Many of Major League Baseball's 30 current Jackie Robinson Foundation scholars hadn't yet entered the world when then-MLB Commissioner Bud Selig retired No. 42 in honor of the foundation's namesake on April 15, 1997. But now, these scholars are carrying on the legacy of the man who broke baseball's color
Many of Major League Baseball's 30 current Jackie Robinson Foundation scholars hadn't yet entered the world when then-MLB Commissioner Bud Selig retired No. 42 in honor of the foundation's namesake on April 15, 1997. But now, these scholars are carrying on the legacy of the man who broke baseball's color barrier nearly seven decades ago.
On Monday afternoon, 30 JRF scholars, most of whom are members of the Class of 2020 -- six of them at Ivy League schools -- arrived at the Commissioner's Office to partake in a lunch meeting and panel discussion with four MLB front-office members who, combined, own more than 50 years of league experience. Historically, MLB and its clubs have contributed more than $15 million to the Jackie Robinson Foundation for its scholarship program, and in 2016 the league committed to sponsoring 30 scholars, one for each team.
In a room full of aspiring civil engineers, doctors, lawyers and artists, panelist Renée Tirado, MLB's vice president of talent acquisition, diversity & inclusion, encouraged the scholars to gain a "diversity of experience" when pursuing their passions, whatever they might be.
"We're not experts across the board," added Bernadette McDonald, MLB's senior vice president of administration & broadcasting operations. "But as a team we work together."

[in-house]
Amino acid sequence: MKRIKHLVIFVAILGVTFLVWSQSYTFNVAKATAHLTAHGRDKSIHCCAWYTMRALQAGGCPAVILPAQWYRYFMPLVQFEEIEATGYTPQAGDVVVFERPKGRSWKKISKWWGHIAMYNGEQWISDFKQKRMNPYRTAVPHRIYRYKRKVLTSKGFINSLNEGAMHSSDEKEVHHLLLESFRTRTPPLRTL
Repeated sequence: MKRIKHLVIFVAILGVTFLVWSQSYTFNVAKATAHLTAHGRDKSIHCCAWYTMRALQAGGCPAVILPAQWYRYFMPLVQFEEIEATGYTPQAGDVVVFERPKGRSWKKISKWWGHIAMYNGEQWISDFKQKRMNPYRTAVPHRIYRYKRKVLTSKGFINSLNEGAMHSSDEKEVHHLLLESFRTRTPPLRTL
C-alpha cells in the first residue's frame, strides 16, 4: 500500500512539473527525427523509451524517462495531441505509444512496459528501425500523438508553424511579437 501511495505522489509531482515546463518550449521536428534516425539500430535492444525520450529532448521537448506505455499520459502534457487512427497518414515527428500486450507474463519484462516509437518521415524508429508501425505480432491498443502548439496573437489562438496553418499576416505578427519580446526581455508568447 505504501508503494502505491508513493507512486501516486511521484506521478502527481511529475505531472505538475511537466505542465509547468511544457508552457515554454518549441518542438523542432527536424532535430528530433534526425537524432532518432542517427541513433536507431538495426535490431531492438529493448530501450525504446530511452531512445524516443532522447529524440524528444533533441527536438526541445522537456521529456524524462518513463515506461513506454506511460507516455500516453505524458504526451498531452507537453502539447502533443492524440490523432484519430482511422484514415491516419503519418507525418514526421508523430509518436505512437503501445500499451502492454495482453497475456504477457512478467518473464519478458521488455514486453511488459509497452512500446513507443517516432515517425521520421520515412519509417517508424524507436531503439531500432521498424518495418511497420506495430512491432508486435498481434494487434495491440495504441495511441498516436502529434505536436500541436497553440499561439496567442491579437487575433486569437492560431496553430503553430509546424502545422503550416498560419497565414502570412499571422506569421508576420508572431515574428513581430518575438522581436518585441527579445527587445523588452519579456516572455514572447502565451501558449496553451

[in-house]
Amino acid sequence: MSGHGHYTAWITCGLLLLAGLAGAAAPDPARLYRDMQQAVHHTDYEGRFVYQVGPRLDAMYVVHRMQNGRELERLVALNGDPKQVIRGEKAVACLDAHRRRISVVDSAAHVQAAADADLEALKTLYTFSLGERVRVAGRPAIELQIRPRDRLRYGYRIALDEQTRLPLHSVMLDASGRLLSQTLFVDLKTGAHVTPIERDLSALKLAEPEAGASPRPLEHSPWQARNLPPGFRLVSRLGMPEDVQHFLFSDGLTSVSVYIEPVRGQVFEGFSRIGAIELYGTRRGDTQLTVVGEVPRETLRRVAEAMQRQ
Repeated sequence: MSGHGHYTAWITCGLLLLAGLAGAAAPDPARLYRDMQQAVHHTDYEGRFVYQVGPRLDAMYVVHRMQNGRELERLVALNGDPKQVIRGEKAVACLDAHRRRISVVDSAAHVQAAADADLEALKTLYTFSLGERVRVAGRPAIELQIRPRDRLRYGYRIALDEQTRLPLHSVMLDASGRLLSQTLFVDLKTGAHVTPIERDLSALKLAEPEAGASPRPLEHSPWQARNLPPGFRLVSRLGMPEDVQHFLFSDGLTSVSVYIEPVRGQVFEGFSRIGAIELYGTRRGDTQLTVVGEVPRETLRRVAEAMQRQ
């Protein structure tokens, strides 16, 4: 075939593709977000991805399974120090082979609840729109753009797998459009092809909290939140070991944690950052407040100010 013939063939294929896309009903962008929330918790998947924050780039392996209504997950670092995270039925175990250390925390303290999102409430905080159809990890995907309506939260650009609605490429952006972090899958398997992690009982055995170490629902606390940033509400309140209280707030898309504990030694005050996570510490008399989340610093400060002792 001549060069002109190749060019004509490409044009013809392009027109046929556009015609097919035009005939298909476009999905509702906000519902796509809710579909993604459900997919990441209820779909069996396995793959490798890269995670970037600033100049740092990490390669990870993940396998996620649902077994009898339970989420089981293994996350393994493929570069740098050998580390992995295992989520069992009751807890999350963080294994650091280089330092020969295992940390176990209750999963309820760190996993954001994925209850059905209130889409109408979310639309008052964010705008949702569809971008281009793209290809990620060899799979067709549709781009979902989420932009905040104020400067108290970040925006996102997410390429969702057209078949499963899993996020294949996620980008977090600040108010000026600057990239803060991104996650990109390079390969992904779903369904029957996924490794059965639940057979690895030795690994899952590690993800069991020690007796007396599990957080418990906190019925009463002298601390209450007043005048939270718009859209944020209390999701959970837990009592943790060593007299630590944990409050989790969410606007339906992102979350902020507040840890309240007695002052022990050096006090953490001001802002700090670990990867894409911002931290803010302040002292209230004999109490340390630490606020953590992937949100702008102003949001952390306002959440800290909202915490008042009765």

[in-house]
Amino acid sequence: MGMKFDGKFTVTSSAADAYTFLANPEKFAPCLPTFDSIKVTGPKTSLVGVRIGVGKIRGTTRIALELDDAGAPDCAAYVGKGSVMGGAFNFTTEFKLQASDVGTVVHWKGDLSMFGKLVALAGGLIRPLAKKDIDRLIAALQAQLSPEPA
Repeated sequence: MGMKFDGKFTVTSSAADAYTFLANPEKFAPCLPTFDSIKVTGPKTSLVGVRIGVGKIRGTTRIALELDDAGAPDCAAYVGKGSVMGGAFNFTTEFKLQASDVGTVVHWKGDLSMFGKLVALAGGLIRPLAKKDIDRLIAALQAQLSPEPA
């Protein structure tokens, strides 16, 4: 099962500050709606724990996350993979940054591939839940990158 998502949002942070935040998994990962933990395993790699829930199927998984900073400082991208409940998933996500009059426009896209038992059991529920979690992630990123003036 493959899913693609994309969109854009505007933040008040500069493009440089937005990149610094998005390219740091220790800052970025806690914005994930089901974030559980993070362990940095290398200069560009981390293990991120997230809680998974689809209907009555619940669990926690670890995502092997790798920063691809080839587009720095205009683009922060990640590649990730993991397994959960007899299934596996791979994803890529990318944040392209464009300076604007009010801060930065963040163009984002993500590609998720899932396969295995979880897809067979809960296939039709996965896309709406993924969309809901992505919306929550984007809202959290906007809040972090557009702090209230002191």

"The Jackie Robinson Foundation is building well-rounded Major League citizens through education," echoed Thomas Brasuell, MLB's vice president of community affairs and educational programming. "This is part of what they call mentoring weekend. All of the scholars come to New York for different luncheons like today, where they learned the background of different MLB employees. They'll get some cultural experiences. They'll hear from other speakers. And then tonight they'll attend the annual Jackie Robinson Foundation Awards Dinner."
According to Brasuell, Major League Baseball is the largest provider of JRF scholarships, which are awarded based on academic achievement and financial need. Now in its 45th year of existence, the Foundation is continuing its work to provide financial assistance and mentoring services to hundreds of highly motivated students across the country, several of whom have gone on to become MLB interns.
Brooke Porter, the Dodgers' JRF scholar, is one of those special students. A freshman at Duke University who's studying political science and education, Porter has aspirations to one day work in education policy herself.
"Coming here and hearing the words of advice that the panelists gave to us, the genuine desire to support and help us that their advice reflects, was really cool," Porter said. "There's so much love, support and empowerment. It really is a JRF family."
Allison Duffy-Davis is a contributor to MLB.com.